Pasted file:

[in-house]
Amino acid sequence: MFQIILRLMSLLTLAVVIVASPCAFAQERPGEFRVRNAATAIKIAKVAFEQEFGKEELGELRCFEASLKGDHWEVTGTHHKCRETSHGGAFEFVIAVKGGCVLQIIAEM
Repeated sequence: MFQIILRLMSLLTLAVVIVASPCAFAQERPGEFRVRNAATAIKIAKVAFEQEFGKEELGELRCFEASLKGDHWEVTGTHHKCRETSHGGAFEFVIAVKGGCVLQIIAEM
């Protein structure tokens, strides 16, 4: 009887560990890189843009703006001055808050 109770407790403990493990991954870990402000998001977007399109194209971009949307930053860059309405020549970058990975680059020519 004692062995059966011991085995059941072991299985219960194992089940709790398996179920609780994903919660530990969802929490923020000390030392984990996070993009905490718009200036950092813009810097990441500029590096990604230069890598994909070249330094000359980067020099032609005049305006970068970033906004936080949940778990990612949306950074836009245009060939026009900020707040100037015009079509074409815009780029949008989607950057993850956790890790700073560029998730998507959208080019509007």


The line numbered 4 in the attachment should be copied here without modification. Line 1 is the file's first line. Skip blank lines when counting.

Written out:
């Protein structure tokens, strides 16, 4: 009887560990890189843009703006001055808050 109770407790403990493990991954870990402000998001977007399109194209971009949307930053860059309405020549970058990975680059020519 004692062995059966011991085995059941072991299985219960194992089940709790398996179920609780994903919660530990969802929490923020000390030392984990996070993009905490718009200036950092813009810097990441500029590096990604230069890598994909070249330094000359980067020099032609005049305006970068970033906004936080949940778990990612949306950074836009245009060939026009900020707040100037015009079509074409815009780029949008989607950057993850956790890790700073560029998730998507959208080019509007």